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Videogame Review: La Pucelle: Tactics (for PlayStation 2)

My Score:
La Pucelle: Tactics

After suffering through the horror that was Druaga, I figured that my next gaming experience HAD to be more pleasant... and I was right! In fact, once I started in to La Pucelle: Tactics, I found it to be quite enjoyable. La Pucelle: Tactics is a light-hearted Tactical RPG, where the gimmick has to do with dark portal squares found in various places around the grid-based battlefields. These dark portals emit energy which flows out in a straight line until it encounters a character, where it then alters its path to the same direction that the character is facing.

Each portal has an elemental attribute, and this can either boost or hinder the stats of any character standing on one of the affected squares, depending on what the character's attribute happens to be. The portals will also spawn new enemies over time, so destroying them integrates into the strategy of the battle. Each portal has an HP, so to dissipate it you must use the "Purify" command until its HP drops to zero. Once that happens, the portal and all of the squares energized by the portal explode into nothingness. Any enemy that happens to be standing on one of the energized squares when this happens will receive damage. And if the energized squares happen to form a loop of a large enough size, then what the game call a "miracle" happens and all enemies inside the loop will also take damage.

The "Purify" command is also used to turn baddies into good guys who will join your party. The more you purify an enemy, the more likely it is the bad guy will join you once you take him down. And this is definitely necessary as you will need more than just your default party to survive past many of the battles. Luckily the game will show you an indication of how close an enemy is to converting. Only eight characters are allowed to be put into play during any one battle, but you can convert many more baddies than that, which gives you choices as to who you want to use. And of course, you can't convert every enemy, like the bosses, for instance.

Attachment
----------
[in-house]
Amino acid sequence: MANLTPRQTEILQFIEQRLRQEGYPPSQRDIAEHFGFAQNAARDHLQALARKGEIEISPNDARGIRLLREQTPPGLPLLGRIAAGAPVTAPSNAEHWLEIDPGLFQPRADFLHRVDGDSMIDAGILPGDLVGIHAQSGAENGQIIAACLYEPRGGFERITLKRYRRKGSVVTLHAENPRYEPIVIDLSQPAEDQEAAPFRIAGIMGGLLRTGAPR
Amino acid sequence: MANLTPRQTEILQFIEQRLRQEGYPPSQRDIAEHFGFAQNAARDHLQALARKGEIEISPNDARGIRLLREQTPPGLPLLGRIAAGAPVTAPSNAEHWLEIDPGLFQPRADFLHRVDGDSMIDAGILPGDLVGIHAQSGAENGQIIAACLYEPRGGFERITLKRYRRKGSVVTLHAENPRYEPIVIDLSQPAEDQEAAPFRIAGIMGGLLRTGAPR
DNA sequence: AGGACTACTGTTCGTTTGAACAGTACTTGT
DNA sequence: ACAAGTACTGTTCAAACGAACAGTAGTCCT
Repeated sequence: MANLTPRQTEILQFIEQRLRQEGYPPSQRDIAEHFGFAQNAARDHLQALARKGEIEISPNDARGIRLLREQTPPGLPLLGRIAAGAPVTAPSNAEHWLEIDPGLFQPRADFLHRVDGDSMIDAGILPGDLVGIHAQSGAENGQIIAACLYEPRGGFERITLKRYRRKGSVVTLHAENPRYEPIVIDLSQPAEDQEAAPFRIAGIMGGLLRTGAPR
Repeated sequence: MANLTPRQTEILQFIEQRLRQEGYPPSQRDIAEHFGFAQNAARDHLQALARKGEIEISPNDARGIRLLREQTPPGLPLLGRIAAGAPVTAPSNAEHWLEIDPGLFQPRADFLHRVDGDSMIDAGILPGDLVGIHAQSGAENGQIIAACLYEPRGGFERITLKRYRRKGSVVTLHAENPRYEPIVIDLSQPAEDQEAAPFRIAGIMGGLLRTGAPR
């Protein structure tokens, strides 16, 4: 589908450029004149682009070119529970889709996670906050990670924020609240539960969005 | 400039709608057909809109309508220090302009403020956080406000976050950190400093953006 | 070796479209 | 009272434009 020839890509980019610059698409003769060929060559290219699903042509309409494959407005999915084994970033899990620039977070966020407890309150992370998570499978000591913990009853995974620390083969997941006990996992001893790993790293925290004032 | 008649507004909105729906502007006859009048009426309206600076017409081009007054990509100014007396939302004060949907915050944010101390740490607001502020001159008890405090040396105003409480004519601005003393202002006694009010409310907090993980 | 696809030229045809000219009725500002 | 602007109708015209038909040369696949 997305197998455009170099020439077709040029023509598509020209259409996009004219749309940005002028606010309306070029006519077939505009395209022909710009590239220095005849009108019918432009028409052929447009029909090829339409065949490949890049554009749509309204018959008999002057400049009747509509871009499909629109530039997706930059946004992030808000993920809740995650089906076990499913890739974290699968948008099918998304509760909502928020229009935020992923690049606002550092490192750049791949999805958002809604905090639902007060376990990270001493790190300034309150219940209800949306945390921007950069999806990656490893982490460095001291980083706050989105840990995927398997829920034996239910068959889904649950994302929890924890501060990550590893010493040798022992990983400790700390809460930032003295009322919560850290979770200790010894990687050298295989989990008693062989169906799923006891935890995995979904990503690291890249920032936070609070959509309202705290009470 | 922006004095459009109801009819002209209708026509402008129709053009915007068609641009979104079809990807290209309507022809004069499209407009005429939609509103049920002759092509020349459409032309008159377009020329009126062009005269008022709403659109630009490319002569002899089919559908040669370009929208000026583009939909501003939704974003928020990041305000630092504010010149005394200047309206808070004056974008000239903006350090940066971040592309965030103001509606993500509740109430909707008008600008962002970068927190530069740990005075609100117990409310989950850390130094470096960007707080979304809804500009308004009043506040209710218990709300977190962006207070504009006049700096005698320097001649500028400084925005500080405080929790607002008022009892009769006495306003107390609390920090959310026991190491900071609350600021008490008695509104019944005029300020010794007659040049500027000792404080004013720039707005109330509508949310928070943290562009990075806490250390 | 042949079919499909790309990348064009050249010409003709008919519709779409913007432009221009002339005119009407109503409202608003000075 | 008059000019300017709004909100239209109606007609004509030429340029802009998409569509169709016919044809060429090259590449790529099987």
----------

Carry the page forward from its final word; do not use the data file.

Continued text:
The real star of this game, however, is the character interaction during the cut scenes. The dialog is often clever and entertaining, and matches extremely well with sprite animations. Some characters have their face pictured in the box next to their text which displays their current emotion, but the sprite animations are so good at displaying attitude that these portraits really aren't necessary. I would have much preferred the bubble format, where a text bubble appears over the character, so that I could read and watch the sprites at the same time. Occasionally there is actually some spoken dialog, and most of this is wonderfully done. They actors really brought life to the characters, and I actually found myself wishing more of the text was voiced.

Still, all games have their downside, and this one is no exception. The biggest problem I had was the viewing of the battle area. Often times there would be spots that could not easily be seen. The game usually gives you the ability to rotate the map in 45% increments, which helps, but sometimes it doesn't give you this ability, and other times it just doesn't matter. For instance, when there are a row of trees right near a cliff wall, changing the angle doesn't help. The only thing that would give a clear view in this situation would be to make the trees semi-transparent, but the game doesn't do that. Additionally, the various windows could have benefitted from some semi-transparency, especially the information window that pops up when your cursor is over a character.